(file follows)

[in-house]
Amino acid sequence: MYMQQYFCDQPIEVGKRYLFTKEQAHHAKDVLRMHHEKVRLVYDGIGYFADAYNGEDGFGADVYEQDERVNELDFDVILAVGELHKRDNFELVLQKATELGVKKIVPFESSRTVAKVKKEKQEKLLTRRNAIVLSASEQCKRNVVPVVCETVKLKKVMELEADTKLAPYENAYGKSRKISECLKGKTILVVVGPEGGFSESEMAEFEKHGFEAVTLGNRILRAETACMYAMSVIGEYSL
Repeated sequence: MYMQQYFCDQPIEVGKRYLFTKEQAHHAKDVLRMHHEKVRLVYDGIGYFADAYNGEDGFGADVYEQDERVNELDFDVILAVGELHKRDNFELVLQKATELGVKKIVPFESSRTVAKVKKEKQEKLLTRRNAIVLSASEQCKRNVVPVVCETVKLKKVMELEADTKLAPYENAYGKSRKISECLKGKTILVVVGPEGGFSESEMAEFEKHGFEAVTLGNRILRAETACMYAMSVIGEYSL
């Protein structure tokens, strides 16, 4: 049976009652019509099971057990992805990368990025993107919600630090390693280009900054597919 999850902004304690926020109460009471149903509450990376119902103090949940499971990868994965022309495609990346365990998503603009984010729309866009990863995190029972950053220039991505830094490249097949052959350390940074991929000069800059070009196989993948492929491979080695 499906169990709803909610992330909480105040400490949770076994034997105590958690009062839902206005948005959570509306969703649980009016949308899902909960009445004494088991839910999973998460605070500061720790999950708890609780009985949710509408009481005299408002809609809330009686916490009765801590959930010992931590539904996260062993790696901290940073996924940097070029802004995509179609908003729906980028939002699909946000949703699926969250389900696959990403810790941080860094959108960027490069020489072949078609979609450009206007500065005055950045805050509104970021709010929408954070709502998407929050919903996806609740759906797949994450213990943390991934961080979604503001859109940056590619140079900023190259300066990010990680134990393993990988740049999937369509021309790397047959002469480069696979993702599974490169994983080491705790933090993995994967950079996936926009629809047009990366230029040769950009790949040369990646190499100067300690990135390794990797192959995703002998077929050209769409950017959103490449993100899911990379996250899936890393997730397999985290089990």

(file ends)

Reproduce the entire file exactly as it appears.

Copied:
[in-house]
Amino acid sequence: MYMQQYFCDQPIEVGKRYLFTKEQAHHAKDVLRMHHEKVRLVYDGIGYFADAYNGEDGFGADVYEQDERVNELDFDVILAVGELHKRDNFELVLQKATELGVKKIVPFESSRTVAKVKKEKQEKLLTRRNAIVLSASEQCKRNVVPVVCETVKLKKVMELEADTKLAPYENAYGKSRKISECLKGKTILVVVGPEGGFSESEMAEFEKHGFEAVTLGNRILRAETACMYAMSVIGEYSL
Repeated sequence: MYMQQYFCDQPIEVGKRYLFTKEQAHHAKDVLRMHHEKVRLVYDGIGYFADAYNGEDGFGADVYEQDERVNELDFDVILAVGELHKRDNFELVLQKATELGVKKIVPFESSRTVAKVKKEKQEKLLTRRNAIVLSASEQCKRNVVPVVCETVKLKKVMELEADTKLAPYENAYGKSRKISECLKGKTILVVVGPEGGFSESEMAEFEKHGFEAVTLGNRILRAETACMYAMSVIGEYSL
């Protein structure tokens, strides 16, 4: 049976009652019509099971057990992805990368990025993107919600630090390693280009900054597919 999850902004304690926020109460009471149903509450990376119902103090949940499971990868994965022309495609990346365990998503603009984010729309866009990863995190029972950053220039991505830094490249097949052959350390940074991929000069800059070009196989993948492929491979080695 499906169990709803909610992330909480105040400490949770076994034997105590958690009062839902206005948005959570509306969703649980009016949308899902909960009445004494088991839910999973998460605070500061720790999950708890609780009985949710509408009481005299408002809609809330009686916490009765801590959930010992931590539904996260062993790696901290940073996924940097070029802004995509179609908003729906980028939002699909946000949703699926969250389900696959990403810790941080860094959108960027490069020489072949078609979609450009206007500065005055950045805050509104970021709010929408954070709502998407929050919903996806609740759906797949994450213990943390991934961080979604503001859109940056590619140079900023190259300066990010990680134990393993990988740049999937369509021309790397047959002469480069696979993702599974490169994983080491705790933090993995994967950079996936926009629809047009990366230029040769950009790949040369990646190499100067300690990135390794990797192959995703002998077929050209769409950017959103490449993100899911990379996250899936890393997730397999985290089990």